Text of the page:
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Author Topic: Looking at Nikon 14-24 f/2.8 and 17-35 f/2.8 - Flare  (Read 8603 times)
pwatkins
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« on: April 18, 2013, 10:37:39 AM »
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I'm looking to get one of Nikon's wide-angle zooms to go with a D800E.   The 14-24 f/2.8 of course caught my eye, but the Photozone review of this lens emphasizes that flare is an issue.  Is that true in practice?  How big a deal is it?

My alternative choice is the 17-35 f/2.8.

Thanks,

Paul
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jwstl
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« Reply #1 on: April 18, 2013, 11:54:13 AM »
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I haven't used either lens on my D800E but I'd shy away from the 17-35 unless you must have the 2.8. The 17-35 is an older design and is a little softer than the newer lenses. If you don't need the 2.8 consider the 16-35 f/4 VR. Here's a comparison of some wide angle lenses including the 14-24 and 16-35 Nikkors:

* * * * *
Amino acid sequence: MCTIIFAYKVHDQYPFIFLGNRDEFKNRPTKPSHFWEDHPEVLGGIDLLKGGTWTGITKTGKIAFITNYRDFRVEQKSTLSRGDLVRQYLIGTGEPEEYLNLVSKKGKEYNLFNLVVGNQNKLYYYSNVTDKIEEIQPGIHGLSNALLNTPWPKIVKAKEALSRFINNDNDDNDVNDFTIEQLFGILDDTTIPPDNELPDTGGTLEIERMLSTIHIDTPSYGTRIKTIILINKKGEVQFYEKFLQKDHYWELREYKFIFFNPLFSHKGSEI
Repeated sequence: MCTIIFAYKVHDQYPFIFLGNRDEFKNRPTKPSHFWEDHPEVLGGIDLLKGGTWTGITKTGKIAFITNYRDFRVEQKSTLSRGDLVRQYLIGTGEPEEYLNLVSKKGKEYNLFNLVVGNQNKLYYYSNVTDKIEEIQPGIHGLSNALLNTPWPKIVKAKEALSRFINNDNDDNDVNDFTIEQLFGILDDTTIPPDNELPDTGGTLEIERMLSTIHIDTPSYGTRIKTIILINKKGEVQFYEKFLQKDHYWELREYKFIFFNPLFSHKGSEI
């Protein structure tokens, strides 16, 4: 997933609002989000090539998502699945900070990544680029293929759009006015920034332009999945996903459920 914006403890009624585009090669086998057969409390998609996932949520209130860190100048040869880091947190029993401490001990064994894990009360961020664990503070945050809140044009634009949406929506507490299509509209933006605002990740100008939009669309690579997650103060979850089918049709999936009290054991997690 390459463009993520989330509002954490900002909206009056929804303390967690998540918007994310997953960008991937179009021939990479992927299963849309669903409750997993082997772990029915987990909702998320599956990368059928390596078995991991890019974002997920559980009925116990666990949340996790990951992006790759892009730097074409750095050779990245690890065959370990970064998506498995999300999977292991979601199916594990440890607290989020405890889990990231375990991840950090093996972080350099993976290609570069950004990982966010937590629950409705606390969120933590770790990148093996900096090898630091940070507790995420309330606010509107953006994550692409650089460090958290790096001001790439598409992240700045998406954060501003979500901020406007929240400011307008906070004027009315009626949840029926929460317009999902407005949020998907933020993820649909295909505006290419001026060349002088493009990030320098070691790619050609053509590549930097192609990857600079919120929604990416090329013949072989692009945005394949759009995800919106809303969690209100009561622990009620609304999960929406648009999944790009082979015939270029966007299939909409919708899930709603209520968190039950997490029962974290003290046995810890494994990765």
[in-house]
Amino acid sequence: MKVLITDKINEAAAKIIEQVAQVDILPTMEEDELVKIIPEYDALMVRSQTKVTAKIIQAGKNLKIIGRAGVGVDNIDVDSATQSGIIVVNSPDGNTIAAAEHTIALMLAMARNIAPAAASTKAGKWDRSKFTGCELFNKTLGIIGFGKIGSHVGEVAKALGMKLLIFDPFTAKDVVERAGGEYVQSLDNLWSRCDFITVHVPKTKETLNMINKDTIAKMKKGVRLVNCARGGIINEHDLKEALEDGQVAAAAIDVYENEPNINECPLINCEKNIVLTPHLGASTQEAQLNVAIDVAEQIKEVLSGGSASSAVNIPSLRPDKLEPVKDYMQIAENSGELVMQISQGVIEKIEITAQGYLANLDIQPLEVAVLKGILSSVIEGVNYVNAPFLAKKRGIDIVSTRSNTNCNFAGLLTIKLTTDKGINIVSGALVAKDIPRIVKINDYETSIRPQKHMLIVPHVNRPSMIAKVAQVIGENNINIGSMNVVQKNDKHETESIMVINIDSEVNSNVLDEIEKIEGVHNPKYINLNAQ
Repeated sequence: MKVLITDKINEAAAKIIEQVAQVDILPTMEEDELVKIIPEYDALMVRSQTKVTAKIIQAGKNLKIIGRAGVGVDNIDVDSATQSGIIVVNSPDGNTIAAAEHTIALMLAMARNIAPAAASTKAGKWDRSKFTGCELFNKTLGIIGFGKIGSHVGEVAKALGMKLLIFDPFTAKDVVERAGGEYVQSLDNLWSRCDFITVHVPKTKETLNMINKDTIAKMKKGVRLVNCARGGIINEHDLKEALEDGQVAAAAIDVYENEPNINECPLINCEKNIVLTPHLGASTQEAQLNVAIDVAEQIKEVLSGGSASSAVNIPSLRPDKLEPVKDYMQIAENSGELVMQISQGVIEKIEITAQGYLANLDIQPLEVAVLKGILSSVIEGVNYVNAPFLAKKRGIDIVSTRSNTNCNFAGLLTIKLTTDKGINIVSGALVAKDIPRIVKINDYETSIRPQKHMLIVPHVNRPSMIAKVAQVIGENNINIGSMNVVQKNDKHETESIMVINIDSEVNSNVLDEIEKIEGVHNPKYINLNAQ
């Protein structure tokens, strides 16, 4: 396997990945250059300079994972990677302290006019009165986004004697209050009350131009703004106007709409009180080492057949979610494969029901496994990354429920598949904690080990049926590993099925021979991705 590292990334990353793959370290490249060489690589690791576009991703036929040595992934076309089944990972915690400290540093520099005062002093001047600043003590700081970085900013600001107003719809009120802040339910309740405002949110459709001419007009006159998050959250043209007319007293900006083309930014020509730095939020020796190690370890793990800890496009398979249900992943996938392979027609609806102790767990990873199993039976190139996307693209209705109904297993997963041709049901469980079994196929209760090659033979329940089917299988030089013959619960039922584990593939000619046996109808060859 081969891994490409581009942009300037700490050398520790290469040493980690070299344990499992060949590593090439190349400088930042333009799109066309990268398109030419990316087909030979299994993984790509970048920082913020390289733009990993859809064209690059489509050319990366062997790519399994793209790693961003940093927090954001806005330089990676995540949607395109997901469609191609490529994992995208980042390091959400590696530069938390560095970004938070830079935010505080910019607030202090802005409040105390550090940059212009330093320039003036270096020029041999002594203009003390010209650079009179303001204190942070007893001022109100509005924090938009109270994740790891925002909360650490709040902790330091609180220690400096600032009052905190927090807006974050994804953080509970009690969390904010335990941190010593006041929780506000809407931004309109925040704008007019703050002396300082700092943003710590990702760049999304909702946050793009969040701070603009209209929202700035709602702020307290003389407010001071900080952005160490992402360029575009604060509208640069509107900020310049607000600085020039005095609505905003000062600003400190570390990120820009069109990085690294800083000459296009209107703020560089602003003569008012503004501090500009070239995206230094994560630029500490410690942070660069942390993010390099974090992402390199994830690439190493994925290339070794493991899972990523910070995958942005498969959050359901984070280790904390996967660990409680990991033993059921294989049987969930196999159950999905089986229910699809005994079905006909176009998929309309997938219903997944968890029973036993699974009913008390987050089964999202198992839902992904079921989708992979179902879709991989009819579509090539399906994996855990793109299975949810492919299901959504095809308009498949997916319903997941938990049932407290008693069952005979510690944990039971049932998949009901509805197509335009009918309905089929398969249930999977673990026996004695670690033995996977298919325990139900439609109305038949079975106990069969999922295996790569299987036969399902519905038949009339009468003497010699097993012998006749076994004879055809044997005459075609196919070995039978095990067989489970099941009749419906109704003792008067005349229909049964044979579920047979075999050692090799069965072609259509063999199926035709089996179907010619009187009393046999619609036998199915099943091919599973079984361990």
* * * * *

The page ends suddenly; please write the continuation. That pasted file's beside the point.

http://www.sandeepmurali.com/blog/2013/3/mother-of-all-ultrawide-shootouts---nikon-vs-canon-guest-starring-sigma
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Ellis Vener
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« Reply #2 on: April 18, 2013, 12:25:03 PM »
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How often do you shoot into the sun or include specular light sources in your photos?
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BernardLanguillier
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« Reply #3 on: April 18, 2013, 05:06:07 PM »
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I shot the 17-35 f2.8 a lot in my D3 days, and its performance on FF was excellent.

As far as I recall its flare performance was pretty good, which is clearly not the case of the 14-24 f2.8.

Cheers,
Bernard
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kers
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« Reply #4 on: April 18, 2013, 06:02:34 PM »
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It is true that if you you use the 14-24mm in strong backlight ( example- but retouched) you will see flarespots everywhere in the dark zones...

If you use it and let the sun hit the glass you get coloured spots  - you have to use your hand-shade to solve the problem...

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Pieter Kers
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« Reply #5 on: April 18, 2013, 08:37:45 PM »